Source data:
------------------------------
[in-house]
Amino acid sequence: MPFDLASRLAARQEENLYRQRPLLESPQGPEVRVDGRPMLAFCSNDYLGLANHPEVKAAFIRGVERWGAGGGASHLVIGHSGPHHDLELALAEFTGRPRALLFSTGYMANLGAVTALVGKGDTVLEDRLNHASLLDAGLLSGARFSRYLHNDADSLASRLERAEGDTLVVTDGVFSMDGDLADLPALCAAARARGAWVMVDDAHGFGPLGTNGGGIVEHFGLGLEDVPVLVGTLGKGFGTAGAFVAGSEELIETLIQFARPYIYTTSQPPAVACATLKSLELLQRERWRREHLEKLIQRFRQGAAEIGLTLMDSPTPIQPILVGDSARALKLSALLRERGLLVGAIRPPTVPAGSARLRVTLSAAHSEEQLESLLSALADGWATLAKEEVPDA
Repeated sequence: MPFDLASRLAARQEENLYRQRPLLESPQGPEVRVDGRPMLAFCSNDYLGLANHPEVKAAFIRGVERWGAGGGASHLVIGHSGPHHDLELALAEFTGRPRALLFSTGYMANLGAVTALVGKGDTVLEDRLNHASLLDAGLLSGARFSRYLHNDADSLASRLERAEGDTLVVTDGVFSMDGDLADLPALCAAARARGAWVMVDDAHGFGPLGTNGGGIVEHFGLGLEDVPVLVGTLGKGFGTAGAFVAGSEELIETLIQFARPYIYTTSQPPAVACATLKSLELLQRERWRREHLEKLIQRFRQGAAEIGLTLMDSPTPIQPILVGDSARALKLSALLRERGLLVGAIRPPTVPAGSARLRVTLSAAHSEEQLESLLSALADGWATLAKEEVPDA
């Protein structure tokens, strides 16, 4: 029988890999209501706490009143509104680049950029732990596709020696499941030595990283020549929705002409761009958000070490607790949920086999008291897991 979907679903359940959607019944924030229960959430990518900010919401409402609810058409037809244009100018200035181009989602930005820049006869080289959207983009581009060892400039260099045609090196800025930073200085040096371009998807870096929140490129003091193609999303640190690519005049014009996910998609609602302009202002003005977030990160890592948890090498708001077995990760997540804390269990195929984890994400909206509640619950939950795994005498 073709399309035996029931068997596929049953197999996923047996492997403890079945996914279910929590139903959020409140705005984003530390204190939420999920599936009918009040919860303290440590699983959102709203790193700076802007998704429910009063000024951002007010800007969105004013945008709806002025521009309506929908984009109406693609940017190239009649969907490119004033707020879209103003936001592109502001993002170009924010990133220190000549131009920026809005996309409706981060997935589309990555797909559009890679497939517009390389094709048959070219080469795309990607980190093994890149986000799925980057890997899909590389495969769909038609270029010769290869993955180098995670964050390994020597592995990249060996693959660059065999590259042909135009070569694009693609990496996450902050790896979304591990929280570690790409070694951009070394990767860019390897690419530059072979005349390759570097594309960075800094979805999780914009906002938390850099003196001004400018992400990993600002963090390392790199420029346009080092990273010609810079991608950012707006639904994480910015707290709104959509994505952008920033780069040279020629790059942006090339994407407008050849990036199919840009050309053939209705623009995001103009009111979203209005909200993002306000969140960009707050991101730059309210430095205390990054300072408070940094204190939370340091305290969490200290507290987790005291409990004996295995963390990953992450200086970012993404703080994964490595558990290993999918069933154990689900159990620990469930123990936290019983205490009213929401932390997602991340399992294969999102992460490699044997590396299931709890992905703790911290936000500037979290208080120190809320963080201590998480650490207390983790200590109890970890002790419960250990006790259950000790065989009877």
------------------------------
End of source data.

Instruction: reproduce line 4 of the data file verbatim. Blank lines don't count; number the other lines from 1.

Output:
């Protein structure tokens, strides 16, 4: 029988890999209501706490009143509104680049950029732990596709020696499941030595990283020549929705002409761009958000070490607790949920086999008291897991 979907679903359940959607019944924030229960959430990518900010919401409402609810058409037809244009100018200035181009989602930005820049006869080289959207983009581009060892400039260099045609090196800025930073200085040096371009998807870096929140490129003091193609999303640190690519005049014009996910998609609602302009202002003005977030990160890592948890090498708001077995990760997540804390269990195929984890994400909206509640619950939950795994005498 073709399309035996029931068997596929049953197999996923047996492997403890079945996914279910929590139903959020409140705005984003530390204190939420999920599936009918009040919860303290440590699983959102709203790193700076802007998704429910009063000024951002007010800007969105004013945008709806002025521009309506929908984009109406693609940017190239009649969907490119004033707020879209103003936001592109502001993002170009924010990133220190000549131009920026809005996309409706981060997935589309990555797909559009890679497939517009390389094709048959070219080469795309990607980190093994890149986000799925980057890997899909590389495969769909038609270029010769290869993955180098995670964050390994020597592995990249060996693959660059065999590259042909135009070569694009693609990496996450902050790896979304591990929280570690790409070694951009070394990767860019390897690419530059072979005349390759570097594309960075800094979805999780914009906002938390850099003196001004400018992400990993600002963090390392790199420029346009080092990273010609810079991608950012707006639904994480910015707290709104959509994505952008920033780069040279020629790059942006090339994407407008050849990036199919840009050309053939209705623009995001103009009111979203209005909200993002306000969140960009707050991101730059309210430095205390990054300072408070940094204190939370340091305290969490200290507290987790005291409990004996295995963390990953992450200086970012993404703080994964490595558990290993999918069933154990689900159990620990469930123990936290019983205490009213929401932390997602991340399992294969999102992460490699044997590396299931709890992905703790911290936000500037979290208080120190809320963080201590998480650490207390983790200590109890970890002790419960250990006790259950000790065989009877």